No tears, just rock

And then there's the joke about how many emo kids it takes to screw in a light bulb. The answer is five: one to do it, one to form a band about it, one to write a poem about his loss, one to publish a 'zine about it and one to cry to his girlfriend about it. But there are four members in Connecticut's Hot Rod Circuit, a band that's certainly established its emo credentials. So forget about the crying.

"I'm not here to make anyone cry. The fans at our shows don't do that when we play. They rock out," says HRC frontman Andy Jackson, who utters that particular clich? without a hint of sarcasm. Like-wise, HRC's latest album, "Sorry About Tomorrow," makes no apologies for its upbeat, melodic pop-punk stylings that, while simple enough, grab attention from more than just weeping fans looking for emo's dejected diatribes.

The origins of Hot Rod Circuit (Jackson, guitarist Casey Prestwood, bassist Jay Russel and drummer Mike Portman) go back to Auburn, Ala., where the band (then called Antidote) recorded their "Mr. Glenbowski" EP one month after forming in 1997. Despite the rush into the studio, "Glenbowski" helped the band earn a Best Unsigned Band distinction by Musician magazine later that year. "It was something to put into press kits to get in clubs so people would take us seriously," Jackson remembers. While the band found itself opening for scene darlings like Jimmy Eat World and The Get Up Kids, HRC was growing disheartened with the Heart of Dixie. Their ticket out came via Jackson's wife, Brona, who was visiting her mother in Connecticut. On her recommendation, the whole family and the band members moved to the Northeast.

"Less than a month after we got there, we were already playing shows and had a booking agent and a label," Jackson recalls. However, after five years, Jackson, citing lower costs of living down South, moved his family back to Sweet Home, while the rest of the band stayed in Connecticut, where they remain today. "I have a house `in Alabama` and I had a shitty apartment there `in Connecticut`," Jackson reflects.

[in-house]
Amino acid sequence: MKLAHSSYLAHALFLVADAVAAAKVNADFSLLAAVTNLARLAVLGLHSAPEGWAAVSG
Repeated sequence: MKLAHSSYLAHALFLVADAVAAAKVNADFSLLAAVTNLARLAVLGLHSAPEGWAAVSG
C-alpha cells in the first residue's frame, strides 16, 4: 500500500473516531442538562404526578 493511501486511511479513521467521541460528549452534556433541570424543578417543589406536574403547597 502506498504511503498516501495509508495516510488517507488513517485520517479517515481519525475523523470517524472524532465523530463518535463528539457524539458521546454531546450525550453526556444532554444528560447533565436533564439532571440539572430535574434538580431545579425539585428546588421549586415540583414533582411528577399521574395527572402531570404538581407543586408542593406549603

While long-distance songwriting may not sound like a positive, Jackson says it has worked for HRC, since each of the musicians can sit down and not deal with the interruptions that accompany having a bunch of musicians trying to write a song. ("Dude, check this out. No, check this out ... .")

Just before moving to Connecticut, Antidote discovered that its name was already taken, so the collective became Hot Rod Circuit -- a line from a "Simpsons" episode. The band self-released a self-titled EP in 1999 and began touring extensively with acts including At the Drive-In. Shortly, tiring of the band's increasingly hectic performance schedule, Wes Cross, the original drummer, left the group. "He just kind of went nuts about the whole touring thing and one day decided that was it for him," Jackson says, adding that the split was mutual.

Showing interest in HRC, New York City-based label Triple Crown signed the quartet and released 1999's full-length debut "If I Knew Now What I Knew Then" and the following year's "If It's Cool With You It's Cool With Me." Hip emo label Vagrant Records signed the band in 2001, and released "Sorry About Tomorrow" to much fanfare last year. (Last month, Triple Crown issued "Been There, Smoked That" -- a compilation of B-sides, live songs and the "Hot Rod Circuit" debut EP. "It was more of a favor to Triple Crown," Jackson says of the collection. "It was nothing that we threw out trying to make money. It was more like a thank you for supporting us and being the first label to take care of us.")

With nine songs already written for an upcoming, untitled album, HRC is undertaking its first headlining excursion across the country. When not on the road, Jackson fronts Safety in Numbers, a side project that includes Brona on bass. Though having a wife and three children makes the life of a touring musician that much more difficult (HRC spends up to nine months of the year on the road), Jackson, 28, has ample support.

"It's hard sometimes but we work through it," he says. "They know what I want to do and that this is how I make my living."


Since 1990, Orlando Weekly has served as the free, independent voice of Orlando, and we want to keep it that way.

Becoming an Orlando Weekly Supporter for as little as $5 a month allows us to continue offering readers access to our coverage of local news, food, nightlife, events, and culture with no paywalls.

Join today because you love us, too.

Scroll to read more Music Stories + Interviews articles

Join Orlando Weekly Newsletters

Subscribe now to get the latest news delivered right to your inbox.